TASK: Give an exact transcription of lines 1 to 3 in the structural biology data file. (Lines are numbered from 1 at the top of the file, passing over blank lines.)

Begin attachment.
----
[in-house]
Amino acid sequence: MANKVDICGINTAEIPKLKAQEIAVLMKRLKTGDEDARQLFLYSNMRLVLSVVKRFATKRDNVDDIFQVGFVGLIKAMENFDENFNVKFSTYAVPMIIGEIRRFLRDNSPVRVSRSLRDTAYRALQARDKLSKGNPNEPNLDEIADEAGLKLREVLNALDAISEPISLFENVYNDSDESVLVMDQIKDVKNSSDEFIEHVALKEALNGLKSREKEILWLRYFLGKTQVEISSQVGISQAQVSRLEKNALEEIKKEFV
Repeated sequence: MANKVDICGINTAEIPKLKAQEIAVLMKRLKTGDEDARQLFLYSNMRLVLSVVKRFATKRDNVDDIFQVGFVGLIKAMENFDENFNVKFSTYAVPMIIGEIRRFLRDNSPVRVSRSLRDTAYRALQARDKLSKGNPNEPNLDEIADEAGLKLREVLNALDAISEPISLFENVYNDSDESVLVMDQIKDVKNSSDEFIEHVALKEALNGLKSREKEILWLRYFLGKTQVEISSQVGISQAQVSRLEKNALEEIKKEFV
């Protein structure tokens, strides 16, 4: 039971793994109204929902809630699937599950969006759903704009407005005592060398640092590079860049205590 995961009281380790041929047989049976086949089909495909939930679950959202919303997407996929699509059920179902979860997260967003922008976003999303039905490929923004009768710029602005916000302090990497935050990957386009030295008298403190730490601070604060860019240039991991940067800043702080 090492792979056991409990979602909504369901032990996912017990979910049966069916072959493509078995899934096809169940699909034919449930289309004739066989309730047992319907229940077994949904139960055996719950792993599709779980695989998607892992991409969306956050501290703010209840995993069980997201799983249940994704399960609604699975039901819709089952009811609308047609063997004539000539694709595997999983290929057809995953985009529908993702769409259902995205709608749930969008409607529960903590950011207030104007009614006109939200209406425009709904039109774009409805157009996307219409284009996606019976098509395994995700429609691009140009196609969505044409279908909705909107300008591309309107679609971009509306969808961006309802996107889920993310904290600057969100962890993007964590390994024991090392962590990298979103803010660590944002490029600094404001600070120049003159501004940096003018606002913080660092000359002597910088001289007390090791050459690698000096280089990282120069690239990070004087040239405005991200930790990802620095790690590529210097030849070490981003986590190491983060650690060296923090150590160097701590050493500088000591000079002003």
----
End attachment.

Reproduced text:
[in-house]
Amino acid sequence: MANKVDICGINTAEIPKLKAQEIAVLMKRLKTGDEDARQLFLYSNMRLVLSVVKRFATKRDNVDDIFQVGFVGLIKAMENFDENFNVKFSTYAVPMIIGEIRRFLRDNSPVRVSRSLRDTAYRALQARDKLSKGNPNEPNLDEIADEAGLKLREVLNALDAISEPISLFENVYNDSDESVLVMDQIKDVKNSSDEFIEHVALKEALNGLKSREKEILWLRYFLGKTQVEISSQVGISQAQVSRLEKNALEEIKKEFV
Repeated sequence: MANKVDICGINTAEIPKLKAQEIAVLMKRLKTGDEDARQLFLYSNMRLVLSVVKRFATKRDNVDDIFQVGFVGLIKAMENFDENFNVKFSTYAVPMIIGEIRRFLRDNSPVRVSRSLRDTAYRALQARDKLSKGNPNEPNLDEIADEAGLKLREVLNALDAISEPISLFENVYNDSDESVLVMDQIKDVKNSSDEFIEHVALKEALNGLKSREKEILWLRYFLGKTQVEISSQVGISQAQVSRLEKNALEEIKKEFV